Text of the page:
The December announcement, though not unexpected, was nonetheless a stunner in light of the tough economic climate: The Ordway Center and its tenant partners said they'd raised two-thirds of the $75 million needed to build and endow a new concert hall for the St. Paul Chamber Orchestra. The SPCO's new leader, Sarah Lutman, and Ordway president Pat Mitchell deserve kudos for steering (and fund-raising) well. We can't wait to hear the SPCO in what we hope will be an acoustically superior hall for its intimate brand of music. --CLAUDE PECK

Purplest Heart

The official end of the Iraq war concluded a decade of hostilities, but won't necessarily heal the soldiers who fought it. Minnesota photographer Monica Haller's Veterans Book Project aims to start that healing process by helping veterans transform their diaries, letters, photos and other memorabilia into journal-like books. About 30 have been published to date. The project was the emotional centerpiece of shows at Franklin Art Works and IFP Minnesota (up through Jan. 7) and is featured at the Nomas Foundation in Rome (through Feb. 23). --MARY ABBE

Most valuable teammates

Great indie-movie towns like Austin, Texas, and Portland, Ore., rise on a tide of collective energy. So it was that hopes for the Twin Cities film scene were lifted by the modest success of "Stuck Between Stations," hatched by a team of homegrown talents including director Brady Kiernan, screenwriter Nat Bennett and star/co-writer Sam Rosen. A charming, picaresque account of one couple's journey through a Minneapolis night, "the film could serve as a calling card for everybody involved," the trade bible Variety wrote last spring. Indeed, "Stations" -- still playing at the St. Anthony Main -- holds great promise for a creative cabal dedicated to building a career here. --TIM CAMPBELL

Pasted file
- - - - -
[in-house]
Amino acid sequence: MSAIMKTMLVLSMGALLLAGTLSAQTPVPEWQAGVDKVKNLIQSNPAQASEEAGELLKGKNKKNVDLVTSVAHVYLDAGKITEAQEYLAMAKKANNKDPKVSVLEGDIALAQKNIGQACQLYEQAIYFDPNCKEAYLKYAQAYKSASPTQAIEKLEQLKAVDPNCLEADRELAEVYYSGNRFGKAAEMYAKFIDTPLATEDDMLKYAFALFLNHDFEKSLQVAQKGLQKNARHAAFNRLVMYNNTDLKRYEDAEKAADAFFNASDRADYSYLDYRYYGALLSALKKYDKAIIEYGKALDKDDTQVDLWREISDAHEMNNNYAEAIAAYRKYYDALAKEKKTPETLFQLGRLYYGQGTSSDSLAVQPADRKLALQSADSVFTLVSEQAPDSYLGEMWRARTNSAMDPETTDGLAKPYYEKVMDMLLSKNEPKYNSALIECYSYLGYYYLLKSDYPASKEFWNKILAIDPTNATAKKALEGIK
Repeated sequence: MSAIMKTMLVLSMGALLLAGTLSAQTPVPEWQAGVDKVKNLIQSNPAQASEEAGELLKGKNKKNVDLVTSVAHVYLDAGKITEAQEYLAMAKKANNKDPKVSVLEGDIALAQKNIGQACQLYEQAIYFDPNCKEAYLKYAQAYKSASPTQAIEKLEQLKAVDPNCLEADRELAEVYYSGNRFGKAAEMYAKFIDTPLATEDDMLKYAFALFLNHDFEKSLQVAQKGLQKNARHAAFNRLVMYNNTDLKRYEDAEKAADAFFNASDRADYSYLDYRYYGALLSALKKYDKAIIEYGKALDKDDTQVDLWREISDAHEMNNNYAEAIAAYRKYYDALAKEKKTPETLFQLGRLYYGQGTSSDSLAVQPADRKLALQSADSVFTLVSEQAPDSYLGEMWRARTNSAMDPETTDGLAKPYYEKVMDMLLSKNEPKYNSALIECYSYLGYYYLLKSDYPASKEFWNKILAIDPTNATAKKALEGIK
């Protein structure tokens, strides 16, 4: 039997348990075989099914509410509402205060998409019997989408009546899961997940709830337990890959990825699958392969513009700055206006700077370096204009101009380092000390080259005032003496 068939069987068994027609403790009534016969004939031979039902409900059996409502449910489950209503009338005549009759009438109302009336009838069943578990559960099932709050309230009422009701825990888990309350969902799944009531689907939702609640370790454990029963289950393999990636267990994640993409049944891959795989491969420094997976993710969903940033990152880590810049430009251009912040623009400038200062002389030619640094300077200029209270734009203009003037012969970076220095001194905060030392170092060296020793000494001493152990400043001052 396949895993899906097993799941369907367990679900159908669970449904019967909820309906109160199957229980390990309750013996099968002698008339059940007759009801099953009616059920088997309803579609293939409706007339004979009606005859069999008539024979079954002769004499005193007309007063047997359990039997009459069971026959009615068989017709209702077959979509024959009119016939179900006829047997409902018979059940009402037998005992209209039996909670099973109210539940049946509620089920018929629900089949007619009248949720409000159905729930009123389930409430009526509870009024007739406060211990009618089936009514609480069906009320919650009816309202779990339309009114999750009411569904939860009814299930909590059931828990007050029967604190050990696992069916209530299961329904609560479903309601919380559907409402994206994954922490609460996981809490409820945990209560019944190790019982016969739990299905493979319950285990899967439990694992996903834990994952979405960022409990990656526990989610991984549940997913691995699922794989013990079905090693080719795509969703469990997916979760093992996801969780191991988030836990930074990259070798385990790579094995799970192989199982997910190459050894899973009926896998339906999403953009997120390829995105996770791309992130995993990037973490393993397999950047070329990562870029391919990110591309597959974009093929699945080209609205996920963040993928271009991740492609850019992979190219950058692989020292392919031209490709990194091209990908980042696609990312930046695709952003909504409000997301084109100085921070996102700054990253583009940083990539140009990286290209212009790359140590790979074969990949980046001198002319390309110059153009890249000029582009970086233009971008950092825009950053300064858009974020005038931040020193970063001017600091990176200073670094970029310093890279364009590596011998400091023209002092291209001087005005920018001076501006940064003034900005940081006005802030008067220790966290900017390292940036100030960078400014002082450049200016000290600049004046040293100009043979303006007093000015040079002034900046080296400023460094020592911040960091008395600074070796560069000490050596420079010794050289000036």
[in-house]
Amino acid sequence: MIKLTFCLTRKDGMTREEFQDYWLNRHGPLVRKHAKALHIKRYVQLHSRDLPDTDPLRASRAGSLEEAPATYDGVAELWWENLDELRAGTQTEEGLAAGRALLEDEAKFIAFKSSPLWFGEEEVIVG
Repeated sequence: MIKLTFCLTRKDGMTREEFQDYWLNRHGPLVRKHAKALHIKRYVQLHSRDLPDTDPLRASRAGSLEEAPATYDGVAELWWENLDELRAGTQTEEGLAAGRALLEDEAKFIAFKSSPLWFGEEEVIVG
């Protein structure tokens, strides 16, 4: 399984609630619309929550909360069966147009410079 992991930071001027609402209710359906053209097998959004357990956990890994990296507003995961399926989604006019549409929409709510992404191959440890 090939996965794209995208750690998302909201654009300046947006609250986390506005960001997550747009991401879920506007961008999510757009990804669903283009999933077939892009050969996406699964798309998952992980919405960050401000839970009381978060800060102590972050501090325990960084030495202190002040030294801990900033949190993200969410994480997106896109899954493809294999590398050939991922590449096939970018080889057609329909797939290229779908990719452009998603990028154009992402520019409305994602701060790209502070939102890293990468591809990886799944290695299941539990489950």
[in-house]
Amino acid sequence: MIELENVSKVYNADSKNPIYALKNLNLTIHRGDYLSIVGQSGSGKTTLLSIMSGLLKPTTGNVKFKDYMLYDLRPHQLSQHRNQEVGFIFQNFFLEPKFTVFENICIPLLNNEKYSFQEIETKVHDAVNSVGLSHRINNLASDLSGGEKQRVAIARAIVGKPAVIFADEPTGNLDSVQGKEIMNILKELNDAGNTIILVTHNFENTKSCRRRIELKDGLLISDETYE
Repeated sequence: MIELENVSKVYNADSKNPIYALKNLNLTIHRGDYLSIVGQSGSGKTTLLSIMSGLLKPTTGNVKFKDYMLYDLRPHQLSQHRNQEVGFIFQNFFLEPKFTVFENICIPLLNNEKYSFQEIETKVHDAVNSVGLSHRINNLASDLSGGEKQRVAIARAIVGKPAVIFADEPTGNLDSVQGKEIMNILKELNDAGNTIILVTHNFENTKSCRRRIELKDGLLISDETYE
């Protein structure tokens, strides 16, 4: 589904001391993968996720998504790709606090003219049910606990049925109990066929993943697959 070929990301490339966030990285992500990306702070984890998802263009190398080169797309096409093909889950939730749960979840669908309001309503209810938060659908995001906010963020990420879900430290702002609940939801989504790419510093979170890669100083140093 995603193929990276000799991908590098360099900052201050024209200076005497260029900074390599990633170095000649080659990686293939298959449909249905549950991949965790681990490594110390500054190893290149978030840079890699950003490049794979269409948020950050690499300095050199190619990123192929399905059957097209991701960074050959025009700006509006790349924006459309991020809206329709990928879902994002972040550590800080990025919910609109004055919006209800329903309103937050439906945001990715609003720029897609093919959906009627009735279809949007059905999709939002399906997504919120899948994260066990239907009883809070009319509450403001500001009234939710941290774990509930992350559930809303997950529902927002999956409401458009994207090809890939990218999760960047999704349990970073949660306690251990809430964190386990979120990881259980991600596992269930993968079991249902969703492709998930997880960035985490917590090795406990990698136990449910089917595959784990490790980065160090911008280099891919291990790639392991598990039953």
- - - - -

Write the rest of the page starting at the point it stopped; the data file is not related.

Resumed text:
Fastest feet in town

Rhythmic Circus certainly lives up to its name. Of late, the homegrown percussive dance troupe featuring Nick Bowman, Ricci Milan, Kaleena Miller, Eddie Strachan and Galen Higgins has juggled cross-country touring for its electrifying show "Feet Don't Fail Me Now!" with enough local stops to earn two 2011 Sage Dance Awards. Backed by a live band always ready to bring the furious funk, these artists never seem to miss a beat while tapping, shuffling, snapping and stomping their way into everyone's hearts. --CAROLINE PALMER

Hippest bureaucrat

Awkwardly referred to as St. Paul Mayor Chris Coleman's "liaison to the arts" in years past, Joe Spencer can now officially be called "champion of the arts" in the capital city. His influence lingered all summer in Mears Park, which he helped fill with the Twin Cities Jazz and Concrete & Grass fests, as well as the Music in Mears series. He was instrumental in creating the hipster trifecta of the Amsterdam Bar & Hall (live music and beer), Eclipse Records (old-school vinyl) and Big Table (poster art) on a vacancy-plagued busy corner of downtown. Next summer, he can gloat a little more about the just-announced Live Nation festival headed for Harriet Island. Meanwhile, Minneapolis staff is still stuck behind the Aquatennial. --CHRIS RIEMENSCHNEIDER

Most unforgettable on stage

Twice in 2011, Dennis Spears slicked back his hair and climbed into those elegant suits that Nat King Cole wore so well in the 1950s. In "I Wish You Love" at the Penumbra Theatre, Spears captured a man whose gorgeous voice and endurance in the face of bigotry still inspires us. With the weight of the world seemingly on his shoulders, Spears gave an aching and eloquent reading of "Smile," channeled the great man's verve in "Route 66" and found the deep soul in the title song. He was, as Cole used to sing, "Unforgettable." --GRAYDON ROYCE

Maddest DJ

Where Jake Rudh goes, dance floors follow. The DJ brought his retro sounds (and love of TV's "Mad Men") to parties everywhere -- museums, libraries, restaurants, neighborhood bars, rock clubs. He started the year off with a bang, celebrating 10 years of Transmission, his weekly New Wave dance night at tiny Clubhouse Jäger, by bringing it to First Avenue, where he blew the roof off that storied club. Gigs just blossomed from there, turning Rudh into a true tastemaker. Not surprisingly, the Current offered him a weekly radio slot. Now even more people can groove to his love of Britpop, post-punk and the ilk. --TOM HORGEN